Following Adele’s death in 1925 the painting remained in the Bloch-Bauer’s Vienna townhouse until the Nazis annexed Austria in 1938. Targeted amid the Nazis’ cultural looting spree, it was one of five Klimt paintings taken from the Bloch-Bauer residence post war, and in time the pictures ended up in Vienna’s Belvedere Gallery. Ferdinand Bloch-Bauer designated the paintings to be the property of his nephew and nieces, one of which was Maria Altmann. The Austrian government retained ownership of the painting and it was not returned to the Altmann family until 2006 after a long court battle. The painting was then sold at auction for $135 million dollars, which at that time was the highest price paid at auction for a painting.
The painting itself is a fascinating example of Viennese Secessionism, depicting the ‘golden age’ of that art movement, but the picture’s back story adds to its mystery and charm and no doubt financial value. Some session participants had never heard of the artist nor were aware of the background to the image such as the artist’s use of images borrowed from Egyptian motifs. To discover more about Gustav Klimt here is a short documentary on the artist- Gustav Klimt: Life of an Artist
An interesting documentary on this picture, nicknamed the ‘Lady in Gold, is available to view on YouTube called the ‘Art of the Heist: The Lady in Gold’. This story sounds like a film, and so they made it into one with Helen Mirren playing the niece of Bloch-Bauer, Maria Altmann, who believed that the painting was her legal inheritance – watch the trailer for the film ‘Woman in Gold’.
Our third painting was Possum Dreaming by Michael Nelson Tjakamarra (1985). Aboriginal art eschews written language and uses symbols and icons that have wider meaning. Traditional aboriginal dot paintings represent a story, generally regarding hunting or food gathering and usually have traditional aboriginal symbols embedded throughout the painting. These symbols, when explained, give a completely whole new meaning to the painting. Colours used in the art works are meaningful as well, with natural shades being used to reflect the landscape they represent such as reds from local materials and ochre from iron clay. Yellow, white and black are also key colours in this art movement.
One session participant shared how she visited Alice Springs and had the chance to speak to local painters producing this artwork, and how the art and the experience of talking to the artist is equally of value to her.
Explore more about Aboriginal Art:
Our fourth and final artwork was Calla Lilies (1928) by Georgia O’Keeffe who is well known for her large, vivid flower paintings. This painting depicts two calla lilies, made of broad, sweeping waves of subtly blended hues. The artist once remarked, “What is my experience of the flower if not colour?”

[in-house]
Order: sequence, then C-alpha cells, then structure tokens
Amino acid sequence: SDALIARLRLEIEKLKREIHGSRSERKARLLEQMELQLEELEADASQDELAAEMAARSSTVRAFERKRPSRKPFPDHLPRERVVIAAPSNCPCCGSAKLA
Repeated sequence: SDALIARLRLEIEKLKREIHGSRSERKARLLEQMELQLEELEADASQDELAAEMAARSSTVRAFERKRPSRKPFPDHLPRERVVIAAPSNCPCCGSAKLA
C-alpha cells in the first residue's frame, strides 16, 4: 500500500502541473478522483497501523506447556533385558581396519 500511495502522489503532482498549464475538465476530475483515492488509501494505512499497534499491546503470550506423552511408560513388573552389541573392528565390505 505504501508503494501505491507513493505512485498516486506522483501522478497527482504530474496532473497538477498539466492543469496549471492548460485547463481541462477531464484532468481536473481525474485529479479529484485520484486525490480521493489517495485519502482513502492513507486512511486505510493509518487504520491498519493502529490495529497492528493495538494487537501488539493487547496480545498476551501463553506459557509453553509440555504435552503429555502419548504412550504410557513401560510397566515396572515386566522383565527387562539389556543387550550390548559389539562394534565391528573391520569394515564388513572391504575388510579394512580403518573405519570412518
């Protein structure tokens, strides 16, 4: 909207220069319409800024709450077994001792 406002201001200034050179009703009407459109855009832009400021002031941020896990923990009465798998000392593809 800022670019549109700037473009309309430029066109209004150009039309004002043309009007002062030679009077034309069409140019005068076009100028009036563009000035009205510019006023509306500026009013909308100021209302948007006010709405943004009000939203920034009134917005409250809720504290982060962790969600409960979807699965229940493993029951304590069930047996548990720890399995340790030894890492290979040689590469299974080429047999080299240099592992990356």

O’Keeffe’s 2,000-plus works mainly featured landscapes, bones, rocks, shells, and leaves. She experimented with perspective by painting large close-ups of flowers. O’Keeffe, who was familiar with the photographs of Alfred Stieglitz, Edward Steichen, Paul Strand, and Charles Sheeler, was intrigued by the aesthetics of photography and adopted the compositional device of isolating certain details and magnifying close-up angles.
A few session participants recalled seeing O’Keeffe’s work in a gallery setting, sharing how large scale the work is, how bright and bold the colours are and just how powerful these pictures are when viewed first-hand. Her unique style was a combination of the abstract and realistic. Georgia O’Keeffe is one of the most significant artists of the 20th century. She made a place for herself in the male dominated art world. This is how she described herself, “Men put me down as the best woman painter…I think I’m one of the best painters.”
Explore more about Georgia O’Keeffe:
This drop-in session was such a pleasure to be a part of: the chance to focus on four pieces of art and their artists, to discuss and debate their merits, and debunk the hype around them. This event was a good example of how these student and staff drop-in sessions have been such a good and positive thing to come out of this time of lockdown. When else would we have found ourselves virtually disagreeing about Van Gogh, discussing Viennese Secessionism and introducing people to O’Keeffe on a Tuesday afternoon in June?
This is the power of learning, the pleasure of it, and art is such a meaningful topic to explore, even if we disagreed over that meaning, and had different favourite pieces. For the short time we were together it made us part of a community and like much of the art we discussed, that is priceless.